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CMU 15-112 Spring 2019: Fundamentals of Programming and Computer Science

Lab 2 (Due as part of hw2 on Sunday 27-Jan, at 5pm)

- Reminder: Lab problems
**must be solved collaboratively with at least one other student. List your collaborators!** - Do not complete these problems before your scheduled lab on Friday; we'll just make you work on them again with another student, or you won't get the lab attendance credit.
- You should put the solutions to these problems in your hw2.py file. Follow these steps if you haven't started yet!:
- Create a folder named 'week2'
- Download both hw2.py and cs112_s19_week2_linter.py to that folder
- Edit hw2.py using Pyzo

- Do not use string/list indexing, lists/dictionaries, or recursion this week.
- Do not hardcode the test cases in your solutions.
- Your hw2 file should contain answers to these problems (20pts) plus the hw2 problems released earlier this week (80pts)

**Lab participation**[5pts]

You must attend your Friday lab session and work with at least one other student on the collaborative problems below. You must fill out the attendance form on time to receive these points.**COLLABORATIVE Code Writing: drawFlagOfCuba(canvas, width, height)**[7pts] [manually-graded]

**Note:**because of the way the autograder works, this function is stored midway through the starter file, under "Hw2 Graphics Functions". Don't move it above that line!

Write the function drawFlagOfCuba(canvas, width, height) which draws the Flag of Cuba on the given canvas. Well, sort of- you should draw a circle instead of a star, since it will be much easier to draw stars once we learn about lists. You are guaranteed that the proportions of the width and height will be correct (so the width will be twice the size of the height). As is usual with graphics, your image does not need to be pixel-perfect identical to ours, but should be fairly similar. Here's a few flags of different proportions:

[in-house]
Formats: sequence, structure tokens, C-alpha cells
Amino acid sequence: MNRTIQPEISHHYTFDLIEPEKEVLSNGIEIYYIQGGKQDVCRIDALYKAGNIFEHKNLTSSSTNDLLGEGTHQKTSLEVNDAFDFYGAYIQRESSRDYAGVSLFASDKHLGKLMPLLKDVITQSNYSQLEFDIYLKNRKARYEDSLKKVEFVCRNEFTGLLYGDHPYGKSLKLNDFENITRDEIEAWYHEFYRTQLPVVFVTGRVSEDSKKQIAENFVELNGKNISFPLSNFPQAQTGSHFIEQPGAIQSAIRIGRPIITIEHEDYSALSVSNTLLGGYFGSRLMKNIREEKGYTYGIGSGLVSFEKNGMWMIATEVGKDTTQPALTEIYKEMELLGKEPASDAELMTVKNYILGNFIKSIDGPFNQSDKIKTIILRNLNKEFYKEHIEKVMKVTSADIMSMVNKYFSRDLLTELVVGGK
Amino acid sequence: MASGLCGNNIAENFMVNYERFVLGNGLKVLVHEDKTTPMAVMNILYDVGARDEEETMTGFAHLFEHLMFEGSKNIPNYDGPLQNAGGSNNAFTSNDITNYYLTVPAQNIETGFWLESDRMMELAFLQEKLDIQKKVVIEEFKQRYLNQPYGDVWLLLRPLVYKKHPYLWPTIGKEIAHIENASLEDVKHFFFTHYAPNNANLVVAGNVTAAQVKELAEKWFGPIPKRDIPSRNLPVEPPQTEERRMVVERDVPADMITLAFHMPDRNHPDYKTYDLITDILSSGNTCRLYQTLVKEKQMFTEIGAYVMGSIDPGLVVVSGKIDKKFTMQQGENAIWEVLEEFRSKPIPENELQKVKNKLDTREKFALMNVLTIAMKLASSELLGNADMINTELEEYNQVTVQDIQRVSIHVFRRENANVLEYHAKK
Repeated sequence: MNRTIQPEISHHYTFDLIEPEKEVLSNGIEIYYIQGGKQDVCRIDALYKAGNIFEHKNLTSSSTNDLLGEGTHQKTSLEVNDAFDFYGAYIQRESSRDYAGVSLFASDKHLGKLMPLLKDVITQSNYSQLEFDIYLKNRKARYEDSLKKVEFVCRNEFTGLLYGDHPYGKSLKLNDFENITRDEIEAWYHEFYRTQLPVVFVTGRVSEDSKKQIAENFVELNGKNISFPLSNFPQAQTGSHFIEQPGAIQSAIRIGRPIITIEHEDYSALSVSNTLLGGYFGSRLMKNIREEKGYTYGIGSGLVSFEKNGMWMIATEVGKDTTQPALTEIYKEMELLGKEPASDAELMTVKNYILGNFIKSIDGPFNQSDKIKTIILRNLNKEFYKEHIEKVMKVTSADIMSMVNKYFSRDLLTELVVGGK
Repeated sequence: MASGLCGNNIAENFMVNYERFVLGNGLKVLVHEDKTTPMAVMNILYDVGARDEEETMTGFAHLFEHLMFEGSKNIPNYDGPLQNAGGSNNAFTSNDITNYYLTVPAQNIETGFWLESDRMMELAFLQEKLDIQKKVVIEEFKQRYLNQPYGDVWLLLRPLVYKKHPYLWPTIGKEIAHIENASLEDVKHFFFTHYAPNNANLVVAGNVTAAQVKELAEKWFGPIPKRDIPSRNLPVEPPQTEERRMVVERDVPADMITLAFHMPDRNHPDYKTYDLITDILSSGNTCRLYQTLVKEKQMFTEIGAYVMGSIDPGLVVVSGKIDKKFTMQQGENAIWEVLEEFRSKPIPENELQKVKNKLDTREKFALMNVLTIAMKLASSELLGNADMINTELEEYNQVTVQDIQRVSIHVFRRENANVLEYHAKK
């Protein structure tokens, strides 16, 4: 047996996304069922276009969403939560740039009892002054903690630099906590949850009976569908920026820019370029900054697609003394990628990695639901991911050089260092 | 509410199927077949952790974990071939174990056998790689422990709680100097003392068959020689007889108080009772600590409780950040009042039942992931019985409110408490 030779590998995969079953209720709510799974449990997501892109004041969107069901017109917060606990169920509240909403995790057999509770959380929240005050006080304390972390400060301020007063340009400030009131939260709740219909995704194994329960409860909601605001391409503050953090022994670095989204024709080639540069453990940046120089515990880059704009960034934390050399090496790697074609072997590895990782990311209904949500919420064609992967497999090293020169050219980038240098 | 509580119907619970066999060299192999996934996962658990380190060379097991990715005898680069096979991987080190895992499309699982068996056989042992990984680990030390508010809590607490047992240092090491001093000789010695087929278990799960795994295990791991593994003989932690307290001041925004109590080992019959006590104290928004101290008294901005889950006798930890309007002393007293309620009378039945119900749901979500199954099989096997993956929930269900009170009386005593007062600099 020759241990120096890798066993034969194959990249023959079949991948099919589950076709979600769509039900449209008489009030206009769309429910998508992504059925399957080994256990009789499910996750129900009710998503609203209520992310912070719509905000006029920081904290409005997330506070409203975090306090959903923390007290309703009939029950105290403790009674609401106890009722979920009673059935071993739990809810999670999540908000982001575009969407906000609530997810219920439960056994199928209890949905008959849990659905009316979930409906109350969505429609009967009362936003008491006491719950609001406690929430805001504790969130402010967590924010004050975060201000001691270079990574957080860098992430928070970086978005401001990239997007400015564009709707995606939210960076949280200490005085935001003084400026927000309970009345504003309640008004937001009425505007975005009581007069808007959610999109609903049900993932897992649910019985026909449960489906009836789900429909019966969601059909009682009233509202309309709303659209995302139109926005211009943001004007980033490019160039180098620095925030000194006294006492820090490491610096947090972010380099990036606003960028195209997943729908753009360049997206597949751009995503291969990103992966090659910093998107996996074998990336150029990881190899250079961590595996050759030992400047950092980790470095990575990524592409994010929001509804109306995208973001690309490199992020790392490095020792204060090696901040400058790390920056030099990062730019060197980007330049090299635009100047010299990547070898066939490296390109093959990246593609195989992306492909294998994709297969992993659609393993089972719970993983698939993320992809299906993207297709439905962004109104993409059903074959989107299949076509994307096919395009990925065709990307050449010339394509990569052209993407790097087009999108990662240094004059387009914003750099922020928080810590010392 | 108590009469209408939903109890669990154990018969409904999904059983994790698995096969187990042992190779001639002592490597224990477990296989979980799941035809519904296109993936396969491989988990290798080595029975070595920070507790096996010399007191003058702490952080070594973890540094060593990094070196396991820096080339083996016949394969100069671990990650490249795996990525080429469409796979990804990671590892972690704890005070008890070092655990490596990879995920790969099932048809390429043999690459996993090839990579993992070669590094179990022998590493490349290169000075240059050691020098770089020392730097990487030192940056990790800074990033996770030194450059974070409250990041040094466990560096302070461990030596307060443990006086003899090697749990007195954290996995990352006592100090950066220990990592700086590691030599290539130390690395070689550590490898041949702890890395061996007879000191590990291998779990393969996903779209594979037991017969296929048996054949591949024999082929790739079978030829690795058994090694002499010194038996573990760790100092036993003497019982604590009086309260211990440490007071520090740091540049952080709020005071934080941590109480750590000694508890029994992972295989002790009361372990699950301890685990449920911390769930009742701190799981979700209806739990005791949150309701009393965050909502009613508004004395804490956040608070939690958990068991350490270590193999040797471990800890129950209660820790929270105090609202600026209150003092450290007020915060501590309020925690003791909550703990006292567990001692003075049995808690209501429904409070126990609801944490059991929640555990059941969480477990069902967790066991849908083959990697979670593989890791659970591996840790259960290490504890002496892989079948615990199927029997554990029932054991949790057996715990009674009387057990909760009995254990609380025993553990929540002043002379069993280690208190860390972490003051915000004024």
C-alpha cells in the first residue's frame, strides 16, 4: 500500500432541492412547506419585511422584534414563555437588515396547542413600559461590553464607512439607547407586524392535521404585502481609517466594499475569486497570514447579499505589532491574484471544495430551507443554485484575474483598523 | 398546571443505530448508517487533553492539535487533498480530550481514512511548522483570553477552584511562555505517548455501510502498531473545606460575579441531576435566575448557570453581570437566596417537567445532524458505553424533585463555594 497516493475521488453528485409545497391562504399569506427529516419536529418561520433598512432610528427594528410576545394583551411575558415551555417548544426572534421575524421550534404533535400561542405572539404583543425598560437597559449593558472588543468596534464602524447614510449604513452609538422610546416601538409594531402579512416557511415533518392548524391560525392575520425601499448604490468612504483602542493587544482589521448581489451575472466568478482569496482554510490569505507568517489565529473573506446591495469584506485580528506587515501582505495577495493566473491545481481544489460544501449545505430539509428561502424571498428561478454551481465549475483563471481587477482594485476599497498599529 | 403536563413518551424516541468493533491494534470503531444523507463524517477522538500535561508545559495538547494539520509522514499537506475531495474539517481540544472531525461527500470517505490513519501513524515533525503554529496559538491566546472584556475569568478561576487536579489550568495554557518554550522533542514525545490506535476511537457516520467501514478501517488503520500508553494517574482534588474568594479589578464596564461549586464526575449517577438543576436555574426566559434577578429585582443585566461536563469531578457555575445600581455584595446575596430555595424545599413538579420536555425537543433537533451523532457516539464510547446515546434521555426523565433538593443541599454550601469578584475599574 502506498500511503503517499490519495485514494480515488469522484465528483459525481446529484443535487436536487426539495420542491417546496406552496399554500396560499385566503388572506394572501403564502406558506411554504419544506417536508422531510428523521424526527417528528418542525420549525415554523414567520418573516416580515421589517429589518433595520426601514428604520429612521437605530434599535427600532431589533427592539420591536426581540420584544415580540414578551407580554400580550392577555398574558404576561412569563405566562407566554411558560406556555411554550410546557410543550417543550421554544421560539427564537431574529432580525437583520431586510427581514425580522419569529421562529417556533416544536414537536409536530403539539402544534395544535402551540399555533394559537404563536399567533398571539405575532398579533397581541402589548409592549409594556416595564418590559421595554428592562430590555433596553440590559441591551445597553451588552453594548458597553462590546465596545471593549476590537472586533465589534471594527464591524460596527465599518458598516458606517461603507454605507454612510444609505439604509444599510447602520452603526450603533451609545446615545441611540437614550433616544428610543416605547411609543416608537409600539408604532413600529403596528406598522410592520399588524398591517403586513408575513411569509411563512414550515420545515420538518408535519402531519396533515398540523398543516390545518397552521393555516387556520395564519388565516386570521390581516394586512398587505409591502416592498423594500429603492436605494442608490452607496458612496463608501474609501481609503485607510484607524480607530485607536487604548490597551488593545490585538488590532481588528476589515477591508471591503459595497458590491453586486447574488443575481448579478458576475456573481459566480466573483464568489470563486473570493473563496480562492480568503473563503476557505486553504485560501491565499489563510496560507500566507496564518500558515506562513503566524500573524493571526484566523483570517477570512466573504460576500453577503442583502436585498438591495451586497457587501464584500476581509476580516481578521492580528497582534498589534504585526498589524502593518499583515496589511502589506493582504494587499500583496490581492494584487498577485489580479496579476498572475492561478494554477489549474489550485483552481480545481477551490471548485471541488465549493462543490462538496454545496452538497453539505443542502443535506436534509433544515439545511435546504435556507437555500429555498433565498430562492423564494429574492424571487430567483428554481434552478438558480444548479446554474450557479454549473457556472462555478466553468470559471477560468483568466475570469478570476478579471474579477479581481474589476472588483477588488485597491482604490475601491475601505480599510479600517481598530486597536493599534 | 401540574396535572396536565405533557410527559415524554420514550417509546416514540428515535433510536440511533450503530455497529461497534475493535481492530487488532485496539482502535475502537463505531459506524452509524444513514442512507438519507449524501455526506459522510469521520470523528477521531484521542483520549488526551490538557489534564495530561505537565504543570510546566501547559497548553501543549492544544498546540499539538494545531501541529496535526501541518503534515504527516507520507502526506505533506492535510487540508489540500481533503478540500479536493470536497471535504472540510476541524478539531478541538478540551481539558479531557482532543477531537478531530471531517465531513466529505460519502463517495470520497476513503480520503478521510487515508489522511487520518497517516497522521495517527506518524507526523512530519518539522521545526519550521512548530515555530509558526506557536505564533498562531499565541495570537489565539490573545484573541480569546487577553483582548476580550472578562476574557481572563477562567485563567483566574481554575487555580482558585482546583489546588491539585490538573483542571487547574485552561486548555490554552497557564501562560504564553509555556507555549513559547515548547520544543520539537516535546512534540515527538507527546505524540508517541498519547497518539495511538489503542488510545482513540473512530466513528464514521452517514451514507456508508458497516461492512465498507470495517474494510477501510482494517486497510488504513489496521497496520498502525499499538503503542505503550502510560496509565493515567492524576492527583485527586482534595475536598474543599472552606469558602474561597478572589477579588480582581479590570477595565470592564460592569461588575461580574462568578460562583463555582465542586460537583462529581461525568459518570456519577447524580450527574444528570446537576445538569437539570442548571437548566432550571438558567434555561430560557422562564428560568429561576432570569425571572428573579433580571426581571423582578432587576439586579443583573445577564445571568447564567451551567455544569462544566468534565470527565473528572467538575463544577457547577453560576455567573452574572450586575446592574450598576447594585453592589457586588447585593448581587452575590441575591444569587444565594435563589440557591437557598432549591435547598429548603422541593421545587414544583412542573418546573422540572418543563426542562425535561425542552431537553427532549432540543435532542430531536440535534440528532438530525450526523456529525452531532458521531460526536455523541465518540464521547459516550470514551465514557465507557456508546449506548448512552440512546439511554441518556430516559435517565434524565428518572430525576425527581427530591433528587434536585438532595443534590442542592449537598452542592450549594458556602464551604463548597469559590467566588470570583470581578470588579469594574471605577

**drawFlagOfCuba(canvas, 580, 290)**

**drawFlagOfCuba(canvas, 100, 50)**

**drawFlagOfCuba(canvas, 300, 150)**

**Hint:**if you want to get the same colors we used, you should use "darkblue", "white", and "red3".**COLLABORATIVE Code Writing: isSmithNumber(n)**[8pts]

Write the function isSmithNumber(n), which takes a positive integer and returns True if the integer is a Smith number, and False otherwise. A Smith number is a composite (non-prime) number where the sum of its digits is the same as the sum of the digits of its prime factorization, excluding 1. For example, 22 is a Smith number because its prime factors are 2 and 11, and 2 + 2 == 2 + 1 + 1.

Note that in a prime factorization, if a prime can divide a number multiple times, that prime is included multiple times. For example, the prime factorization of 378 is 2 * 3 * 3 * 3 * 7; we can tell 378 is a Smith number because 3 + 7 + 8 = 2 + 3 + 3 + 3 + 7. Likewise, 4 equals 2 * 2, so the prime factor 2 is counted twice, thus making 4 a Smith Number.

**Hint:**you'll probably want to write a helper function that returns the sum of a number's digits!

**Collaborative lab problems**

**If you finish early, consider working on the collaborative problem drawThreadPattern from hw2.**